Inquiry-based science adopts an investigative approach to teaching and learning where students are provided with opportunities to investigate a problem, search for possible solutions, make observations, ask questions, test out ideas, and think creatively and use their intuition. In this sense, inquiry-based science involves students doing science where they have opportunities to explore possible solutions, develop explanations for the phenomena under investigation, elaborate on concepts and processes, and evaluate or assess their understandings in the light of available evidence. This approach to teaching relies on teachers recognizing the importance of presenting problems to students that will challenge their current conceptual understandings so they are forced to reconcile anomalous thinking and construct new understandings. (Dr. Gillies)


Instructional Planning and Delivery: This section should fully describe the lesson sequence on how you apply the inquiry-based strategy/approach in your classroom and the steps teachers can follow to adapt for use in their classrooms. Where ever possible, embed teacher tips and hints throughout the lessons/approaches.  

Here are some helpful ideas:

  • How did you start the process?

  • What were the guiding questions?   Backwards design process:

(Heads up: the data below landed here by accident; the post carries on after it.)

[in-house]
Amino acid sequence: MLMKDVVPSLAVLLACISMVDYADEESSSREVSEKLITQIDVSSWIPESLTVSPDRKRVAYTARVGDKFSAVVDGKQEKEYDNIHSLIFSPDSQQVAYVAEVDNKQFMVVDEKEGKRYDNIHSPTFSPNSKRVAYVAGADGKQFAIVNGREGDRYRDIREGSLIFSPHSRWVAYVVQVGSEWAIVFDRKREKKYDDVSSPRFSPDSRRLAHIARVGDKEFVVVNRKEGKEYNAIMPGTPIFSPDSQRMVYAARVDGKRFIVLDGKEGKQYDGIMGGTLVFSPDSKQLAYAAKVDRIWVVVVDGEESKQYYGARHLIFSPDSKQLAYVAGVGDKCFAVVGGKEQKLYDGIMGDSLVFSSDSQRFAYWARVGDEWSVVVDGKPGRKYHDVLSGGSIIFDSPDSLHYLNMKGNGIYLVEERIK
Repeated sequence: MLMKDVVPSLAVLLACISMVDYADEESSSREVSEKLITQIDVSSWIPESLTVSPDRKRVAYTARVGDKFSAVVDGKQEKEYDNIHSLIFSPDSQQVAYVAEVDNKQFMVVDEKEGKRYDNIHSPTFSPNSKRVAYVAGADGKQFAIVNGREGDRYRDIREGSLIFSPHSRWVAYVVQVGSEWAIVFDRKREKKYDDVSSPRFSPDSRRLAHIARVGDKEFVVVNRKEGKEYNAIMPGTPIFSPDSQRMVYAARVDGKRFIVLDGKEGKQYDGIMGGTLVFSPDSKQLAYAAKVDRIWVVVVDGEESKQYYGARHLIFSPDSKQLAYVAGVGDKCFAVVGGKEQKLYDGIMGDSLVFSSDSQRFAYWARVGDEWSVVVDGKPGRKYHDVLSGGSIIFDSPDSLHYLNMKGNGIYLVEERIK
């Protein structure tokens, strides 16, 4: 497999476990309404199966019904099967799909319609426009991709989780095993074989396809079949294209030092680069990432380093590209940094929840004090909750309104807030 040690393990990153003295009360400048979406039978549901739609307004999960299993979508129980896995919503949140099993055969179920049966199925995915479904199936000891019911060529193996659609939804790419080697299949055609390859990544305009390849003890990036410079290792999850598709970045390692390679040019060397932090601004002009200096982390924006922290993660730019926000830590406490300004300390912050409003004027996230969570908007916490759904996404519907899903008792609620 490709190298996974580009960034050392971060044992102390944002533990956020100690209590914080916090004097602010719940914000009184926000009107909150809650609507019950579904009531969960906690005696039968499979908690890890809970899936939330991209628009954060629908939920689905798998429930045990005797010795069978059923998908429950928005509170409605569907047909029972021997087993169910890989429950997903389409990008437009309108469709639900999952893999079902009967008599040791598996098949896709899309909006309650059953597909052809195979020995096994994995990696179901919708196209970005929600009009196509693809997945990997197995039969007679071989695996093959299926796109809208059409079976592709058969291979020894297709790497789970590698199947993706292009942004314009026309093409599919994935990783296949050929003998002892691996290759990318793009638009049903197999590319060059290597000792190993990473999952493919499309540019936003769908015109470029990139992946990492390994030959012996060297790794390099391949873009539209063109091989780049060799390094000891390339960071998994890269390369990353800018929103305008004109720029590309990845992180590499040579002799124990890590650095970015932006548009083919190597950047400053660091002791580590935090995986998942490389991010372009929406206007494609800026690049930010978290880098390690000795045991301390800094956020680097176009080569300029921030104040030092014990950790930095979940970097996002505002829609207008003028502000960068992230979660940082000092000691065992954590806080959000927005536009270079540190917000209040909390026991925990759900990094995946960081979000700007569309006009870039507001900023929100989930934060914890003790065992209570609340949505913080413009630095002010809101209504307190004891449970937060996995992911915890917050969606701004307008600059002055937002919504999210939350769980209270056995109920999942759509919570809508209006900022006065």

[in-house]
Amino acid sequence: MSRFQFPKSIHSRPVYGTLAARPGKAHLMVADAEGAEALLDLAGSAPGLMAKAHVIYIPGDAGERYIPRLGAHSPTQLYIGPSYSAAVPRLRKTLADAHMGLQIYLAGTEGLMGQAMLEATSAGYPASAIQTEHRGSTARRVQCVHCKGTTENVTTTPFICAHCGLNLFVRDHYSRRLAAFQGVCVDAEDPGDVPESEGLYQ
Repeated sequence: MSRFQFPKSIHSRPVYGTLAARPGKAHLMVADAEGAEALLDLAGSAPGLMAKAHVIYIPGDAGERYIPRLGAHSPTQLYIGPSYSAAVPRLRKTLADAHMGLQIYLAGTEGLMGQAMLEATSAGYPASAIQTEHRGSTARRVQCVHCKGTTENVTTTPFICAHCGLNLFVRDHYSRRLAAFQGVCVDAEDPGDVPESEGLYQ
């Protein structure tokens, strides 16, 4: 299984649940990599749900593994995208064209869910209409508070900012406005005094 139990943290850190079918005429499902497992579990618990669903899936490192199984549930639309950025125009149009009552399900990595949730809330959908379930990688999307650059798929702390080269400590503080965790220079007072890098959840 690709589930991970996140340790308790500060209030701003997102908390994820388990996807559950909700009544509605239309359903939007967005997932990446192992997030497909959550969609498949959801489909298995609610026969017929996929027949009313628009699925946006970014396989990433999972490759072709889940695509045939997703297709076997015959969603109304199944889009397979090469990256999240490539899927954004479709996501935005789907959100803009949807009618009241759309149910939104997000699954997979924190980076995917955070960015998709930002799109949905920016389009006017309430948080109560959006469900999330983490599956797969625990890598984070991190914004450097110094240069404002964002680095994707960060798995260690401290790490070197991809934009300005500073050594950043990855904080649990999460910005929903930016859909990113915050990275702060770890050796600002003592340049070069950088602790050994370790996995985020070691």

• What is it that you want your students to learn or to be able to do?

    • How will you know that they learned what you wanted them to learn (or do)?

    • How will you get them there?

  • How did you scaffold the instruction of required skill sets and knowledge-building? Use sub-headings to describe the sequence of teaching/learning strategies and discussion outlines with suggested timelines.

  • What were the Inquiry experiential and hands-on opportunities? Use sub-headings to describe these teaching/learning opportunities with suggested timelines.

Student Support Resources:  

Classroom-ready student support materials have been included. Handouts for students and rubrics for assessments have also been included for all inquiry based lessons. Handouts have been numbered and referenced.


Assessment Opportunities:

Classroom assessment strategies and tools have been incorporated into the lessons to reflect how well students are achieving the curriculum expectations by assessing for learning and as learning.

Future Opportunities / Extensions: Structures to support learning in Science strands in later grades could be built using the skills and knowledge obtained in this earlier build. For example, structures in grade 6 science (car frame) could be built on which electricity (small motor, battery), wheels and axles could be added to create movement of the structure.

Grade 4 Science investigates pulleys and gears. Students could build simple structures on which their pulley system could work (example: base and stand for pulley system). Ancient civilizations are also part of the grade 4 curriculum. Student investigations could explore and build simple machines and devices.